Canterbury continue to set the standard in provincial rugby
Campbell Burnes contends that Canterbury does not need all its stars to consistently win.
By the time you read this, Canterbury may well be provincial champions for the ninth time in 10 years, a true decade of dominance which was once the preserve of the great Auckland teams of 1982-96.
If they do not win, that will not alter the argument that they are consistently the best provincial team in the land.
How do they do it? Continuity of selection with players and coaches, keeping the game plan simple, everybody knowing their roles, astute recruitment, and an ability to soak up pressure and deliver the knockout blow. They have their share of All Blacks, but since 2008 they have lent on classy footballers such as Colin Slade and Matt Todd to lead the way with accurate, often understated displays.
Coaches such as Rob Penney and Scott Robertson have maintained the legacy, and in 2017 new coach Glenn Delaney has not missed a beat, though he is furthering himself with the Highlanders in 2018.
Their dissection of Counties Manukau in a Shield defence was a thing of beauty, unless you are a Steelers fan. But then look at the personnel; George Bridge was the Crusaders’ rookie of the year, Josh McKay is a versatile and classy operator with a wide range of skills, and prolific tryscorer Braydon Ennor has found a home on the wing, although he is primarily a centre. Richie Mo’unga is fit to rank as the country’s second best No 10. The glue is provided by the veteran Tim Bateman in midfield, a smart player, perhaps lacking the X-factor to be considered at the highest level, but gold for Canterbury. Mitch Drummond is a sparky halfback with good back-up from the likes of NZU rep Jack Stratton.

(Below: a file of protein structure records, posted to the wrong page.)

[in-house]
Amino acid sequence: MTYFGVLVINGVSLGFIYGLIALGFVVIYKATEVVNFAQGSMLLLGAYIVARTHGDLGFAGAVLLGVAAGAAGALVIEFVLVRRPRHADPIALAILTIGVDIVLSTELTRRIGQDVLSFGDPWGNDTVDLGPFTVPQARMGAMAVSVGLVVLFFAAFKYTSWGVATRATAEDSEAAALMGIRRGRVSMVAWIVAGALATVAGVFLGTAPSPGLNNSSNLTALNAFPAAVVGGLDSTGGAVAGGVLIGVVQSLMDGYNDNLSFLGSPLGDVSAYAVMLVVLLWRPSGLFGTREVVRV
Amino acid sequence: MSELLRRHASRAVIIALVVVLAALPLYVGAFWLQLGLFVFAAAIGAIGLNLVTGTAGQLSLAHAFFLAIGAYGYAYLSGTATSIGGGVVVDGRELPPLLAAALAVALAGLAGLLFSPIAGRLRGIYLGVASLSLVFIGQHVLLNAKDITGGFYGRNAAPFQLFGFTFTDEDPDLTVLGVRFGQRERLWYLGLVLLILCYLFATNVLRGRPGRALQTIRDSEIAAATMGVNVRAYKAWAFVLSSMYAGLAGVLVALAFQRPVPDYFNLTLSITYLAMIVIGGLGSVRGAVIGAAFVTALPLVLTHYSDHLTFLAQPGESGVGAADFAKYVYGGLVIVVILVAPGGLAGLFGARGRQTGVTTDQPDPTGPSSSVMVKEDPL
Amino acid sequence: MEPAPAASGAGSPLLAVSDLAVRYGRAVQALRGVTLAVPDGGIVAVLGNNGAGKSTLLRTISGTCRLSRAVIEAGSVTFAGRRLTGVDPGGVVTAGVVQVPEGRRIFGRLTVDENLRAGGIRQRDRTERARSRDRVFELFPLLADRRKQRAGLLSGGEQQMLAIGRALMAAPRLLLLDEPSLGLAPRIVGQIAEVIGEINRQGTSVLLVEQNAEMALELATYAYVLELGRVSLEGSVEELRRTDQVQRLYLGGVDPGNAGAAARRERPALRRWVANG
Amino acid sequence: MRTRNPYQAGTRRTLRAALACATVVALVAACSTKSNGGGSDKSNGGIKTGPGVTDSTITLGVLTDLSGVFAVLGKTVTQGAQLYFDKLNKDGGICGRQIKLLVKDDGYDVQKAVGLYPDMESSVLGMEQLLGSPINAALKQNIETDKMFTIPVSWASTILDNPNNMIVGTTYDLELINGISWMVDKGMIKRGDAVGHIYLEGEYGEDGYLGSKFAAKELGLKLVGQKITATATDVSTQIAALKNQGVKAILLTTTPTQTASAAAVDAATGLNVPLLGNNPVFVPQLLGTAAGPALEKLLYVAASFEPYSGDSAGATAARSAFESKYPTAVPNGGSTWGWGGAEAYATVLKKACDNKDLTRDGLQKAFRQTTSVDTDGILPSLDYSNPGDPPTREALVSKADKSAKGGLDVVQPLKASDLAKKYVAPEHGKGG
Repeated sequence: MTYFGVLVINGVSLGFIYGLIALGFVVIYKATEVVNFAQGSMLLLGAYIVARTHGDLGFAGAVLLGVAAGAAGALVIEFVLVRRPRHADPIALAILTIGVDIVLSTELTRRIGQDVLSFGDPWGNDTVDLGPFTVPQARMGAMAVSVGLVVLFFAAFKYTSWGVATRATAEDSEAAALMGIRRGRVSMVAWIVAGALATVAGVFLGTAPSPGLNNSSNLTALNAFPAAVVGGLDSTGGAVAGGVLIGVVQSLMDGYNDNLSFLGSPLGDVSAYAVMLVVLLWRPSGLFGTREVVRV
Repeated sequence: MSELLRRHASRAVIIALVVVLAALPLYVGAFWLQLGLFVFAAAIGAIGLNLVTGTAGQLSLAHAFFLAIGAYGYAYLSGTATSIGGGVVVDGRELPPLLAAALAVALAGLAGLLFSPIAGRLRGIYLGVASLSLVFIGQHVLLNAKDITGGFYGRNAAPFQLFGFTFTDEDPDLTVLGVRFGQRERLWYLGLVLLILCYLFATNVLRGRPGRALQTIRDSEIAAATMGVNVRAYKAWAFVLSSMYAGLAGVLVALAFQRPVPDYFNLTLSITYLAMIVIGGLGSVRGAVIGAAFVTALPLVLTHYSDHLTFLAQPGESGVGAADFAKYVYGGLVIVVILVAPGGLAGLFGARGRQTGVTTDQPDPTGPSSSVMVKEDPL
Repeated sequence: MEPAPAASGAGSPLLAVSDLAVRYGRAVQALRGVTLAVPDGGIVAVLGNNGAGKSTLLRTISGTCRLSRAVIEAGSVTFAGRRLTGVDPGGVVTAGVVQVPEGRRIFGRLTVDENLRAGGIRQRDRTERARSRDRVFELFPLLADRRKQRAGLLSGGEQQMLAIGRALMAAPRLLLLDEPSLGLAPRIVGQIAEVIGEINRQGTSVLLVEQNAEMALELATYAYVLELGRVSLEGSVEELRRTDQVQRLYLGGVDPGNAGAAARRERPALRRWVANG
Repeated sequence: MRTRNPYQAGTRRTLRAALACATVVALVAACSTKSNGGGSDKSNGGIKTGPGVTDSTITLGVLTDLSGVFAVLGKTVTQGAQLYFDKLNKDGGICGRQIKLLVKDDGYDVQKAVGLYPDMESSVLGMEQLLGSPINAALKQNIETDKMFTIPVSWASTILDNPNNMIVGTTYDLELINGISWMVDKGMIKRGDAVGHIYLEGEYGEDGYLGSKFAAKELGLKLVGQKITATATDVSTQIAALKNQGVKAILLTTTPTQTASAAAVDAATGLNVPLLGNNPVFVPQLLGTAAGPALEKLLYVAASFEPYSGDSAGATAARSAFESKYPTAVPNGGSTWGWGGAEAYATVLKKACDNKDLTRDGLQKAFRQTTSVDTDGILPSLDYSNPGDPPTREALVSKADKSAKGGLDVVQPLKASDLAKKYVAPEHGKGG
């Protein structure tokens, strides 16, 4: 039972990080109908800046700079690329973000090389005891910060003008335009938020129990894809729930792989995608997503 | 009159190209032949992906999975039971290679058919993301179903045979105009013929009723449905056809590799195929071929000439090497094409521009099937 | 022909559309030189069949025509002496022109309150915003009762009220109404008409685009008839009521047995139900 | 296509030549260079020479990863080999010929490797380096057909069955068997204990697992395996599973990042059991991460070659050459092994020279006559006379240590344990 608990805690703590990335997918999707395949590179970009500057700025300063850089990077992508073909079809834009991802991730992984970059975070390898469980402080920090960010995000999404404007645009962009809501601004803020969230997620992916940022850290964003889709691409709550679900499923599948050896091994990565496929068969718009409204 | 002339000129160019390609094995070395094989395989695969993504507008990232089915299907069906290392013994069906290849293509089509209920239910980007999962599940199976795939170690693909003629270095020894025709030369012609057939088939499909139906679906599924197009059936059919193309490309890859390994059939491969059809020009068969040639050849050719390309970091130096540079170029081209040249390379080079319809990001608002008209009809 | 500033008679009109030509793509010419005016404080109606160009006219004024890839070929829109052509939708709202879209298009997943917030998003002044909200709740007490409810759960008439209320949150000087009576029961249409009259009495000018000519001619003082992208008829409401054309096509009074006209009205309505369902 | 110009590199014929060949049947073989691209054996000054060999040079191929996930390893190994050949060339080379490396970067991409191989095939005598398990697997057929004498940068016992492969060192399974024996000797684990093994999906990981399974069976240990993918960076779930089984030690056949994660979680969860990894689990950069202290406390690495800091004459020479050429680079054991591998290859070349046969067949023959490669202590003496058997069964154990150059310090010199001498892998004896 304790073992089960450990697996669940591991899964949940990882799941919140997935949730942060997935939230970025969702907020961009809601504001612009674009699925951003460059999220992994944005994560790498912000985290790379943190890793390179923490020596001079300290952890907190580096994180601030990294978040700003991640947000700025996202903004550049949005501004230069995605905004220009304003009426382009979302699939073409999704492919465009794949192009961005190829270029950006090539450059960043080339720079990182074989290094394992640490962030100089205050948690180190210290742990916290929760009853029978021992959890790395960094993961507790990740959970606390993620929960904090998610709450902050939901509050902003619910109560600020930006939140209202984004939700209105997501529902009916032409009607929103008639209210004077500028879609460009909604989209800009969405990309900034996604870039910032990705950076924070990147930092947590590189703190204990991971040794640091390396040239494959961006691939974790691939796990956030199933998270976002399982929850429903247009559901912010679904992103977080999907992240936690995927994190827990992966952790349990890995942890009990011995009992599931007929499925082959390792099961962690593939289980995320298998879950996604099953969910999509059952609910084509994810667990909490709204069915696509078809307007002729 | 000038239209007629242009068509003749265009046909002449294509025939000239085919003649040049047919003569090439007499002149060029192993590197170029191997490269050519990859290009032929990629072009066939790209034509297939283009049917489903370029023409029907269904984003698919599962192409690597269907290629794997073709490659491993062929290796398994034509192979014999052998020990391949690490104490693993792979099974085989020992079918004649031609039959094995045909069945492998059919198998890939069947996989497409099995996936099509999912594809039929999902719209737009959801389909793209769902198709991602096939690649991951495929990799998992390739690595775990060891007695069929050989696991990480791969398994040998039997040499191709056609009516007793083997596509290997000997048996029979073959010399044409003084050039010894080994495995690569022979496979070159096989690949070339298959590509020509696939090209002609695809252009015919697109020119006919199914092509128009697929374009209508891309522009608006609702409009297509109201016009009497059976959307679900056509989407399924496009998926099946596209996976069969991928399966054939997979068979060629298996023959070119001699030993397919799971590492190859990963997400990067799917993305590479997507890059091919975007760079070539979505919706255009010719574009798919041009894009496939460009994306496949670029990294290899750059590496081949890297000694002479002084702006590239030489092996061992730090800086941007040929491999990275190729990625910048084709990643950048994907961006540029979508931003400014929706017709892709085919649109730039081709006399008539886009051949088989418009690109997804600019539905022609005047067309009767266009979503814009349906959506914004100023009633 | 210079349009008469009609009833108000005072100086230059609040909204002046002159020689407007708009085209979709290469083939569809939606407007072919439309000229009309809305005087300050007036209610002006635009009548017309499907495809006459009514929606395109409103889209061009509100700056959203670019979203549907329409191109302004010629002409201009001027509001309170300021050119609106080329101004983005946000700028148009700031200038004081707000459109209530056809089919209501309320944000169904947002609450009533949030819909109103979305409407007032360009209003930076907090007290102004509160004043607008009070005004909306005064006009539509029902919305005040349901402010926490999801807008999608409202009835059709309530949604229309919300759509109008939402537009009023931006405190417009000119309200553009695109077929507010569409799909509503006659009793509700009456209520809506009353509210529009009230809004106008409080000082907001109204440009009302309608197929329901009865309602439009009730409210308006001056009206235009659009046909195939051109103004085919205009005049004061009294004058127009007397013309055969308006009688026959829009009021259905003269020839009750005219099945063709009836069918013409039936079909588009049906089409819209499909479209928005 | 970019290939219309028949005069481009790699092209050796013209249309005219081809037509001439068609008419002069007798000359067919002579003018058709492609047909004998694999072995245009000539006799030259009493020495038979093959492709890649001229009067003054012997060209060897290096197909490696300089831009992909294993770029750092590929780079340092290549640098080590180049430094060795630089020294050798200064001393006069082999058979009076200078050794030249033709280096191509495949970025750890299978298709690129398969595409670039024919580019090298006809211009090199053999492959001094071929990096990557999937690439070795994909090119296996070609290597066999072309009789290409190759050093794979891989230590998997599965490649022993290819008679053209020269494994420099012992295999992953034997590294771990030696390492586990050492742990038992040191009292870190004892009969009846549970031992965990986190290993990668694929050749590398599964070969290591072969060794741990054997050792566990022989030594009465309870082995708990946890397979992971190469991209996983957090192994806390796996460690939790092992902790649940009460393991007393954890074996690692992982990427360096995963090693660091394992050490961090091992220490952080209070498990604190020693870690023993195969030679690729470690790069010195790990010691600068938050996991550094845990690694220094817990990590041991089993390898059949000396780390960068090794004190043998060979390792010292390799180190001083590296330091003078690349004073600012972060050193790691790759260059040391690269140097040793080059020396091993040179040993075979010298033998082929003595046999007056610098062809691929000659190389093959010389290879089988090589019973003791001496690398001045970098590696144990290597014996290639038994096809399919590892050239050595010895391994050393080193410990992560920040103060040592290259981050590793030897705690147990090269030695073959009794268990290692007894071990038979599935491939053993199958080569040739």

Luke Whitelock, until his untimely injury, was on top of his game at No 8, while Todd’s absence via injury and All Blacks’ call-up was hardly felt due to the quality of Jed Brown and Tom Sanders. Reed Prinsep, Rob Thompson and Ben Funnell all made good strides after solid Super Rugby seasons. Mitch Dunshea is on the rise.
Lock Dominic Bird is one of these players going better now than he did when he first cracked the All Blacks. He cannot be far away from another call-up.
Christchurch may be an earthquake zone, but there are two universities – Lincoln University, in particular, has a well organised, successful club – and an established culture of success. Promising players rarely think twice about making the Garden City their home.
So there you have it. Canterbury has bred its fair share of talent, shipped in others in areas where needed, and had the coaching wherewithal to put it all together. Any transition up to the Crusaders is seamless, as they are all on the same systems.
There are 13 other provinces looking on with envy and chasing the red and blacks. They have done that for a few seasons now.